Faith, Spirituality, and the Beauty of Not Knowing
Are the faithful too certain?
On the most recent episode of the pod, Shadi and I interviewed our good friendabout her latest essay. I walked away from that conversation with a fresh sense of what is, for me, the dividing line between “faith” and “spirituality” (for lack of better terms).
Shadi is a man of faith. But I have only recently come to understand the extent to which Shadi’s faith is an intellectual choice. (He has frequently told me that Islam is a faith that is more amenable to such intellectualization than the other Abrahamic traditions.)
Nevertheless, twinned to Shadi’s claims at intellectualization is a firm belief in transcendent morality. Here’s a clip from the episode, in case you missed it, where Shadi is talking about an essay he wrote about a year ago about theodicy and the problem of Vladimir Putin:
“If God stopped evil from happening, if he prevented sin before it was committed,” Shadi says, “then that would basically undermine the whole moral structure of the universe.”
What is that moral structure? For believers, it obviously comes from the almighty. But when pressed, Shadi tried to make a secular case for this structure, invoking “natural law,” and implying that I, too, am bound by a morality that is somehow inscribed into me. Here’s his argument:
Needless to say, I didn’t find it persuasive at all. (And yes, to me, Lord of the Flies is a mostly accurate account of human beings in primitive society.)
But I sort of know where Shadi is coming from, even if I don’t buy it. So let’s unpack it some more.
The only version of “natural law” that has at all resonated with me comes from the famous German philosopher Immanuel Kant. “Act as if the maxims of your action were to become through your will a universal law of nature,” Kant wrote in his unpleasantly dense Groundwork on the Metaphysics of Morals.
What Kant meant to say is that before we do anything, we ought to consider if we would want our action to be thought of as universally acceptable. Or, to put it more recognizably, we should do unto others only that which we would have them do unto us. Thou shalt not steal. Thou shalt not lie. Thou shalt not covet your neighbor’s wife. Sure, makes sense.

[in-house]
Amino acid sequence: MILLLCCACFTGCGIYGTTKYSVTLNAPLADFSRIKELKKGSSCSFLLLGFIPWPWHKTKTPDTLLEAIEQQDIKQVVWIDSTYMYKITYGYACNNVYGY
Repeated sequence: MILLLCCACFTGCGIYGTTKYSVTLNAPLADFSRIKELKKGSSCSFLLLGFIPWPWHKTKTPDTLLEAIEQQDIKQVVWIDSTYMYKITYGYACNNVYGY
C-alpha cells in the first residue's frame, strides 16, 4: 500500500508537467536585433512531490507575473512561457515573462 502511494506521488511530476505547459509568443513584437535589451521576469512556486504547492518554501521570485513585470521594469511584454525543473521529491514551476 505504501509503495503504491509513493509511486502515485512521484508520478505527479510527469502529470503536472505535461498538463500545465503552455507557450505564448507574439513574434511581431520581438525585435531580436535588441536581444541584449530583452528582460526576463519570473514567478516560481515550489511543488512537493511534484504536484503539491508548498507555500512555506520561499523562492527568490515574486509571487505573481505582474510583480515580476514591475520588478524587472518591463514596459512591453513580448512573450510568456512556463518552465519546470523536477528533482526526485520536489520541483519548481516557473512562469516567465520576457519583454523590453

But it doesn’t really get us very far—and certainly nowhere near to anything approximating a “moral structure to the universe.” To get us closer, we need two things: vengeance and empathy.
Vengeance is a primal, base drive with a long pedigree. You’ll famously find it in Leviticus and in the Iliad, but it’s arguably much older than any written text. Ethicists have tried to domesticate this all-too-human impulse, and have exerted endless energies to elevate it into something more exalted—calling it “justice” to make it prettier. But make no mistake, vengeance is the lifeblood of “justice”, and it’s at the heart of how we structure our societies.
(A fun aside: after recording this most recent episode, I went and had dinner with some friends. I asked one of my companions whether her religiosity made her less likely to support the death penalty. “No,” she said. “I don’t support the death penalty because I imagine that prison is more unpleasant for those that have done wrong than execution.”)
Empathy is clearly also a basic human faculty, and is also at the root of our ability to socialize. Adam Smith, echoing Kant, also tried to rationalize empathy, saying that it is our capacity for imagination that lets us put ourselves in the place of someone feeling pain. But empathy, it seems to me, is also pre-rational, and as old as vengeance. Some of us are prone to feeling it more broadly than others. But in general, it’s there—a primal drive.